CommutAir Pilots
A CommutAir Embraer 145 at Washington Dulles International Airport during sunset.

The CommutAir pilots’ Negotiating Committee started Section 6 negotiations with management in September 2019 with quality-of-life issues topping the pilots’ agenda. Bargaining was productive, thanks to recent contract improvements at fellow ALPA pilot groups and a dedicated team of pilot negotiators, including Capt. Earl Blowers, the group’s long-standing Master Executive Council (MEC) chair. In March 2020, however, pilots and management found themselves at the table at the onset of the COVID-19 pandemic.

“CommutAir had been struggling with the same pilot shortage that affected other fee-for-departure carriers, but this problem was exacerbated by management’s quality-of-life policies that caused an exodus to lateral competitors or low-cost carriers,” said Blowers. “Yet when the pandemic began shutting down air travel, we knew we needed to switch our focus from bargaining to responding to the sweeping changes facing all U.S passenger carriers.”

In March, management and the pilots jointly agreed to suspend Section 6 negotiations until September. Both parties then turned their attention to navigating a deluge of scheduling adjustments based on changes to United Airlines Express flying along with the increasingly unstable environment caused by the pandemic.

Thanks to funds received under the federal government’s Coronavirus Aid, Relief, and Economic Security Act, no pilots were furloughed, and CommutAir was able to continue to meet its payroll obligations.

As the weeks went on, it became clear that United would make a potentially devasting decision, one that would impact the lives of thousands of employees and at least one of the carriers in the United Express system. The pilots braced themselves for bad news in June when the company announced its intention to issue WARN letters to 100 percent of CommutAir employees. To make matters even more alarming, by mid-July most other United code-share partners had either sent downsizing notices or had permanently closed their doors due to the pandemic.

The industry crisis reached a new low on July 30, when United announced that CommutAir would be its sole Embraer 145 operator. CommutAir pilots were safe for the time being, but more than 1,500 ExpressJet pilots would be out of work.

“While this is relieving news for us, it doesn’t change the fact that our ALPA brothers and sisters at ExpressJet find themselves in a difficult position at a tumultuous time,” Blowers told CommutAir pilots.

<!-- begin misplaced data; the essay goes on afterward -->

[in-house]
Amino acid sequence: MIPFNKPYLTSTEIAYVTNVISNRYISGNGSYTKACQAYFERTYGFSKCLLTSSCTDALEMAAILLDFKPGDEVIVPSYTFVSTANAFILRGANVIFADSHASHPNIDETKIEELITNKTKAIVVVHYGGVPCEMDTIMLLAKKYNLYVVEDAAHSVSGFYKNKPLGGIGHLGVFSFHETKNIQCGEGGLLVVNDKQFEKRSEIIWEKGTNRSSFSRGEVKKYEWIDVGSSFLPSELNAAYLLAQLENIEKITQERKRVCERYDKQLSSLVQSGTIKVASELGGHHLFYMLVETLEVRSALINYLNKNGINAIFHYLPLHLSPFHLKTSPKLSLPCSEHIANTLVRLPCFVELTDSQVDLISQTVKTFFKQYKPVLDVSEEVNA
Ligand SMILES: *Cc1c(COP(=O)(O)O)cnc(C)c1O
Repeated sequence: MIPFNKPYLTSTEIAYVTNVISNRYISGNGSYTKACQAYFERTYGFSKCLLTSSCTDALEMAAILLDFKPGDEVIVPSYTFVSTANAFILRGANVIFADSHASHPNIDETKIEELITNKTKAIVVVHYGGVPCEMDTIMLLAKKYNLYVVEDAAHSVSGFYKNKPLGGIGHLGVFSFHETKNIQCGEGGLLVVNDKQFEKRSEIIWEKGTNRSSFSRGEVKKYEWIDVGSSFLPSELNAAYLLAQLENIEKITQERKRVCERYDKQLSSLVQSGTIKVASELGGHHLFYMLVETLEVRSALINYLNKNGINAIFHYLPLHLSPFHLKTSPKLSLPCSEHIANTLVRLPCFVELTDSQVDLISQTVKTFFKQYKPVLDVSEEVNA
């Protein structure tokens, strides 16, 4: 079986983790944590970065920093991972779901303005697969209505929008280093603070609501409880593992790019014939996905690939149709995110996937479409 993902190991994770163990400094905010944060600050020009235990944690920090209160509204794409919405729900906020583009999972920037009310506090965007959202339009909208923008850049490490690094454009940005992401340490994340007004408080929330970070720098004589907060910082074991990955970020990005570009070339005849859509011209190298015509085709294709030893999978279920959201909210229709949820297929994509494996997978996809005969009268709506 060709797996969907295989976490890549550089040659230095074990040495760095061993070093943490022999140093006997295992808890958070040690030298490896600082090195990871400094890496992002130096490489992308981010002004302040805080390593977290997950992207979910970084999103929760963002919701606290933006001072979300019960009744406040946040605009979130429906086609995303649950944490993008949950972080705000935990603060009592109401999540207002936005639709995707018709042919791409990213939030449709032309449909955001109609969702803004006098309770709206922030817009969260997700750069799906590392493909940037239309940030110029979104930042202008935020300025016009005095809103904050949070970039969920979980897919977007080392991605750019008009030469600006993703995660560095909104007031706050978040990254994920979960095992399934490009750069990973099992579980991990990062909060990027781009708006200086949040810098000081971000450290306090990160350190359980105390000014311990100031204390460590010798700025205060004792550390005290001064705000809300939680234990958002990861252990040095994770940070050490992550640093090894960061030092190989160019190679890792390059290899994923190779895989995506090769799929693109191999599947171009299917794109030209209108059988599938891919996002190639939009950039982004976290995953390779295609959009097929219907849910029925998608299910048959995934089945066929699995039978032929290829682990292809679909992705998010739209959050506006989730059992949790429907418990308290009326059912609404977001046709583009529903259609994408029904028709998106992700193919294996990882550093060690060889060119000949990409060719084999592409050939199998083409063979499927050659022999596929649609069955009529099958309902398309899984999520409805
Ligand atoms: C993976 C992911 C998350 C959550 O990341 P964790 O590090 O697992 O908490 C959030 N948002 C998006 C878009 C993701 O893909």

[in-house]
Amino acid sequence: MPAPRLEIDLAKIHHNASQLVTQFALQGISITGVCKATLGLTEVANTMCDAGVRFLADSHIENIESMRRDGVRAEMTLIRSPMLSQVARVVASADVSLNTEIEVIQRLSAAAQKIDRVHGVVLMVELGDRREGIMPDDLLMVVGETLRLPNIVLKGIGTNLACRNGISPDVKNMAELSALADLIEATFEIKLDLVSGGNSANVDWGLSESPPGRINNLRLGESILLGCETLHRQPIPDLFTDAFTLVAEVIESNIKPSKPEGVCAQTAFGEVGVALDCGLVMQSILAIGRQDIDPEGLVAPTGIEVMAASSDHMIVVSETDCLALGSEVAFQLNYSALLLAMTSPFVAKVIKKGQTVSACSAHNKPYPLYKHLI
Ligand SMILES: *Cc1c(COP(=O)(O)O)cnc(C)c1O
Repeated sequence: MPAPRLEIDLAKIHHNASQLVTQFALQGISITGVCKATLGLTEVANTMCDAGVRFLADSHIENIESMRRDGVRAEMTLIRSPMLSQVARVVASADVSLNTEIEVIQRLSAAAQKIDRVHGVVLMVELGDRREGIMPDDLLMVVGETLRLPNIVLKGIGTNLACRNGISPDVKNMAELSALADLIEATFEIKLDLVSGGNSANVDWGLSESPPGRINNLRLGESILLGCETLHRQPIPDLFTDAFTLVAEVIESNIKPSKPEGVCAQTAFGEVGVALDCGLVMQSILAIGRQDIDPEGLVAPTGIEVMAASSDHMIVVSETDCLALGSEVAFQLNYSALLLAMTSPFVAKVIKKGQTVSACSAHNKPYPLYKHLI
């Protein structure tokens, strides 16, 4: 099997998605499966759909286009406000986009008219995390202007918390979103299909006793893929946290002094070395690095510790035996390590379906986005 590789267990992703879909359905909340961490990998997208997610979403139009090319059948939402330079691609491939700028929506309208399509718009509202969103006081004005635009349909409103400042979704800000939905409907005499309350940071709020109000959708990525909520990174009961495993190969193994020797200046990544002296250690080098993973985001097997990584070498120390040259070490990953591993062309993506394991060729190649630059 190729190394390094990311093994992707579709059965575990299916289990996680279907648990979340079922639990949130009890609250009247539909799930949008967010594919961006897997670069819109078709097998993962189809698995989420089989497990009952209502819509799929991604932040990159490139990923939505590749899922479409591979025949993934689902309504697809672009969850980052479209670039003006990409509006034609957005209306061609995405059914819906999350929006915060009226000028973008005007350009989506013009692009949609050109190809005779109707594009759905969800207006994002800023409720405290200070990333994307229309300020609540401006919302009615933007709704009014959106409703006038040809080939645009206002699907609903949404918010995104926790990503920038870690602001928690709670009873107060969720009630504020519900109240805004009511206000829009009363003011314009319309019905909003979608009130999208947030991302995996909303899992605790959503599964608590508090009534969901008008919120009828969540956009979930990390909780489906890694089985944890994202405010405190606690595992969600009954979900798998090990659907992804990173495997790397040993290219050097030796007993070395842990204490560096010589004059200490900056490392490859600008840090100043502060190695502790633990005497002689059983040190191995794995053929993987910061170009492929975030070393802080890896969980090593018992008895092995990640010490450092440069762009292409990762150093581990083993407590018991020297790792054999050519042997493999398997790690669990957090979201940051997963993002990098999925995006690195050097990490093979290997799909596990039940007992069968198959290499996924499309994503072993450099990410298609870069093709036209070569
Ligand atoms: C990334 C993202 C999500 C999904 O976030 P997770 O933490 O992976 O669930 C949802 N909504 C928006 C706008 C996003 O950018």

To aid management in weathering the reduced flying, the MEC agreed to a memorandum of understanding that included voluntary reduced bid lines, long-call reserve enhancements, company-offered leaves of absence, dual-seat qualification, and restrictions on bonuses for new hires and offline instructors. In return, the MEC secured a no-furlough or displacement provision through March 2021.

As COVID-19 continued to adversely affect air travel, the MEC determined in October that it would be in the best interests of the pilots to extend the suspension of the Section 6 negotiations through at least January 2021.

Although industry analysts anticipated it would take months for a major shift back to normal flying capacity, flying at CommutAir’s Newark, N.J., and Dulles, Va., bases stabilized, and overall operations dramatically increased when the carrier took over the Houston, Tex.-based flying left open due to the ExpressJet shutdown. In response, management turned to reassessing needs for staffing and equipment as United’s sole E145 operator, and the MEC focused on ensuring safety and contract enforcement at the new Houston base.

Pre-COVID, CommutAir’s fleet consisted of 40 aircraft. In late November, the company announced that all of the United-owned 145s were now on CommutAir’s certificate.

Consolidation of all United’s 145 operations under CommutAir presents the potential for significant growth in a post-COVID recovery. With the opening of a Houston base, the MEC is establishing its second local executive council to better serve member pilots.

“In what’s probably the most challenging year CommutAir has ever faced, we went from expecting a possible complete company shutdown to zero layoffs and now hiring,” noted Blowers. “The sacrifices we’ve made have given the company flexibility to secure our survivability in our new future.”

In the airline industry’s worst economic environment, CommutAir pilots have provided proof that cooperation between the MEC and management has turned CommutAir into one of the few airlines to emerge from the pandemic with expected growth.